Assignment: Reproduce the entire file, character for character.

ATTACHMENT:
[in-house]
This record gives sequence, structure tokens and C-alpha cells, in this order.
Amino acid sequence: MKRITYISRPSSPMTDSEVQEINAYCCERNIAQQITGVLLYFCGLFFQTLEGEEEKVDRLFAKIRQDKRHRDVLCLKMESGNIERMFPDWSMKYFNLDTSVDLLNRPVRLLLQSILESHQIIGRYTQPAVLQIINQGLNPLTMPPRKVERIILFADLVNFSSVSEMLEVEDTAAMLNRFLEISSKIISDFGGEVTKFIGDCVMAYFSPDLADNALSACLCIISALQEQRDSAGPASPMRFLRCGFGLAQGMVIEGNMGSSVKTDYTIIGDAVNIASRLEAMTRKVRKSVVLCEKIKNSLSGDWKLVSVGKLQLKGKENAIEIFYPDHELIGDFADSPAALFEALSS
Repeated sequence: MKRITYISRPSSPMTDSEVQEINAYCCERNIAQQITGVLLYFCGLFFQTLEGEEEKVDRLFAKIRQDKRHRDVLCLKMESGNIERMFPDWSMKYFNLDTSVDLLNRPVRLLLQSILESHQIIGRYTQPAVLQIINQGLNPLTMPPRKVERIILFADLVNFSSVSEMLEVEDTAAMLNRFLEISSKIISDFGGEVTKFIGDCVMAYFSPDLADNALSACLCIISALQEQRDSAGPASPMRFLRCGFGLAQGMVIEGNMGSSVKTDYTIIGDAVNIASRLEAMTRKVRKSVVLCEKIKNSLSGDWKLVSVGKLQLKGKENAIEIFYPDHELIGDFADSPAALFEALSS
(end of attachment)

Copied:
[in-house]
This record gives sequence, structure tokens and C-alpha cells, in this order.
Amino acid sequence: MKRITYISRPSSPMTDSEVQEINAYCCERNIAQQITGVLLYFCGLFFQTLEGEEEKVDRLFAKIRQDKRHRDVLCLKMESGNIERMFPDWSMKYFNLDTSVDLLNRPVRLLLQSILESHQIIGRYTQPAVLQIINQGLNPLTMPPRKVERIILFADLVNFSSVSEMLEVEDTAAMLNRFLEISSKIISDFGGEVTKFIGDCVMAYFSPDLADNALSACLCIISALQEQRDSAGPASPMRFLRCGFGLAQGMVIEGNMGSSVKTDYTIIGDAVNIASRLEAMTRKVRKSVVLCEKIKNSLSGDWKLVSVGKLQLKGKENAIEIFYPDHELIGDFADSPAALFEALSS
Repeated sequence: MKRITYISRPSSPMTDSEVQEINAYCCERNIAQQITGVLLYFCGLFFQTLEGEEEKVDRLFAKIRQDKRHRDVLCLKMESGNIERMFPDWSMKYFNLDTSVDLLNRPVRLLLQSILESHQIIGRYTQPAVLQIINQGLNPLTMPPRKVERIILFADLVNFSSVSEMLEVEDTAAMLNRFLEISSKIISDFGGEVTKFIGDCVMAYFSPDLADNALSACLCIISALQEQRDSAGPASPMRFLRCGFGLAQGMVIEGNMGSSVKTDYTIIGDAVNIASRLEAMTRKVRKSVVLCEKIKNSLSGDWKLVSVGKLQLKGKENAIEIFYPDHELIGDFADSPAALFEALSS